First Descent of the Mekong in Tibet

John paddling “Twisted Sister” on the First Descent of the Mekong in Tibet

But Pete had already made up his mind: The river was too difficult and dangerous for the rafts to continue, which meant the trip was over! I was very disappointed, but I agreed with his decision. There was a chance that the kayakers could go on alone, but we needed to discuss it with the rest of the group.

I walked downstream alone, contemplating my life and this incredible river. Even though I was definitely past my prime, I was feeling pretty good. My neck was still sore from the five-day bus ride, but the pain was fading, and my old spirit was coming back. I also knew that, between the political situation there and my age, if I didn’t make it down the canyon this trip, I would probably never come back.

My thoughts drifted to one of my favorite lyrics by Tom Waits — “Opportunity don’t knock/He has no tongue and she cannot talk” — and I tried to think rationally, while my adrenaline was pushing me to continue.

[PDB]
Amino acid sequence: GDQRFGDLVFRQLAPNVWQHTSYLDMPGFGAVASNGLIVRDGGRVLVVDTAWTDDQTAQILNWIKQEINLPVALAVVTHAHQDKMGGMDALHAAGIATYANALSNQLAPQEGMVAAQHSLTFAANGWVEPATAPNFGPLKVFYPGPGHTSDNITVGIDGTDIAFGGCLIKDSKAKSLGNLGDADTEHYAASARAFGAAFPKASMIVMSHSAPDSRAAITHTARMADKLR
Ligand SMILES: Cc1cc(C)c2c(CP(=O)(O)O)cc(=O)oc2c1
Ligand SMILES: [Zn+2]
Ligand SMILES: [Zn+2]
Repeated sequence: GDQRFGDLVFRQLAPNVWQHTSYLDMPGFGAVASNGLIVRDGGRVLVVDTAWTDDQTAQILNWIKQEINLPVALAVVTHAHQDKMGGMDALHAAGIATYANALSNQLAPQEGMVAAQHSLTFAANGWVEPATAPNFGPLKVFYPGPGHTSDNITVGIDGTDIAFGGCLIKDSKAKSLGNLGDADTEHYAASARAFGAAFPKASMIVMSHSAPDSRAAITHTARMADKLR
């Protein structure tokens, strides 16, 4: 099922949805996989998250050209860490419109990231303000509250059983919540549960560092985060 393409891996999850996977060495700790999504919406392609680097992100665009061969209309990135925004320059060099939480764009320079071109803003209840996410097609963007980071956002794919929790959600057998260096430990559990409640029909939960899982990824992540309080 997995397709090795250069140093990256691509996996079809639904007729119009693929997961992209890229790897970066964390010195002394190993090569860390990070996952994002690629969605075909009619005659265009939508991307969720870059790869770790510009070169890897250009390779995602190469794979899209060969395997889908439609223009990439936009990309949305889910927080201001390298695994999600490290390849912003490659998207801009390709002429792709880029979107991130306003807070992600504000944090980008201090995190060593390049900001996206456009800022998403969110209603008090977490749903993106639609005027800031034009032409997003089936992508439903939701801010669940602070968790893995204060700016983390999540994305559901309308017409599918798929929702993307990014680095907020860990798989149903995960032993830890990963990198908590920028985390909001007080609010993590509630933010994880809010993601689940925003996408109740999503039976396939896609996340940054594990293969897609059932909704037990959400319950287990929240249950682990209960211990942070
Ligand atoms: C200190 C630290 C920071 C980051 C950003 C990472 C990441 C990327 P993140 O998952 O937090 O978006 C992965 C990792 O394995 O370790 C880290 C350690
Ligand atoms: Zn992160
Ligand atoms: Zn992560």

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First Descent of the Mekong River in Tibet

“Crash! Boom! Bam! Crash! Splash!”

A loud noise startled us, so we looked downstream and saw a large rock avalanche crashing into the rapid — in the very spot where we had thought about lining the rafts. The avalanche also inundated one of the eddies I had thought about catching, and watching the rocks crash into the river brought back harsh memories of the Colca. The avalanche sent a very strong message to everyone else, as well, and as we hid from the rain and enjoyed a warm lunch, we all pondered how dangerous this river really was.

Intense portage through an active rockslide!

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